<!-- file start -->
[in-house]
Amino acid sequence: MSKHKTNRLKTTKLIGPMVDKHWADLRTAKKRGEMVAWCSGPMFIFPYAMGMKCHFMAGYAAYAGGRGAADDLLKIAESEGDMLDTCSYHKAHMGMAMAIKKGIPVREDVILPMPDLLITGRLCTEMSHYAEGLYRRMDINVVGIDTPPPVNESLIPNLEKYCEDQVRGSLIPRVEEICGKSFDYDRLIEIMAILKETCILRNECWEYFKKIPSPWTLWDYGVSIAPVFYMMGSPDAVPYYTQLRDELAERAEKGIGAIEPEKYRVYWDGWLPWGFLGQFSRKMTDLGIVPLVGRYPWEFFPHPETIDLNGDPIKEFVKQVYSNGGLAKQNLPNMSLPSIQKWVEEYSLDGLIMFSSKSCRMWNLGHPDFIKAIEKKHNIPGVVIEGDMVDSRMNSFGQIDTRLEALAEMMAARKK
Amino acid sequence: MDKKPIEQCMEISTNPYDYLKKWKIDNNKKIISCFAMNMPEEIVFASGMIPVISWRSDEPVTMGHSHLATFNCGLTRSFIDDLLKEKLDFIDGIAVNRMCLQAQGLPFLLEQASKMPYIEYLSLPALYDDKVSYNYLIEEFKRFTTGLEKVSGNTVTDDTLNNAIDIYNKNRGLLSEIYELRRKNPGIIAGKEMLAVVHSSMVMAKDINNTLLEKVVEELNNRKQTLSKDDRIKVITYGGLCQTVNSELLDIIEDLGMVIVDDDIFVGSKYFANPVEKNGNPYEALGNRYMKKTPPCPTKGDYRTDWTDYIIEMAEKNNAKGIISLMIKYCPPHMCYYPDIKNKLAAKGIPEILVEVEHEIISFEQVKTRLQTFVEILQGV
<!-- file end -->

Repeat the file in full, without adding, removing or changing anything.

[in-house]
Amino acid sequence: MSKHKTNRLKTTKLIGPMVDKHWADLRTAKKRGEMVAWCSGPMFIFPYAMGMKCHFMAGYAAYAGGRGAADDLLKIAESEGDMLDTCSYHKAHMGMAMAIKKGIPVREDVILPMPDLLITGRLCTEMSHYAEGLYRRMDINVVGIDTPPPVNESLIPNLEKYCEDQVRGSLIPRVEEICGKSFDYDRLIEIMAILKETCILRNECWEYFKKIPSPWTLWDYGVSIAPVFYMMGSPDAVPYYTQLRDELAERAEKGIGAIEPEKYRVYWDGWLPWGFLGQFSRKMTDLGIVPLVGRYPWEFFPHPETIDLNGDPIKEFVKQVYSNGGLAKQNLPNMSLPSIQKWVEEYSLDGLIMFSSKSCRMWNLGHPDFIKAIEKKHNIPGVVIEGDMVDSRMNSFGQIDTRLEALAEMMAARKK
Amino acid sequence: MDKKPIEQCMEISTNPYDYLKKWKIDNNKKIISCFAMNMPEEIVFASGMIPVISWRSDEPVTMGHSHLATFNCGLTRSFIDDLLKEKLDFIDGIAVNRMCLQAQGLPFLLEQASKMPYIEYLSLPALYDDKVSYNYLIEEFKRFTTGLEKVSGNTVTDDTLNNAIDIYNKNRGLLSEIYELRRKNPGIIAGKEMLAVVHSSMVMAKDINNTLLEKVVEELNNRKQTLSKDDRIKVITYGGLCQTVNSELLDIIEDLGMVIVDDDIFVGSKYFANPVEKNGNPYEALGNRYMKKTPPCPTKGDYRTDWTDYIIEMAEKNNAKGIISLMIKYCPPHMCYYPDIKNKLAAKGIPEILVEVEHEIISFEQVKTRLQTFVEILQGV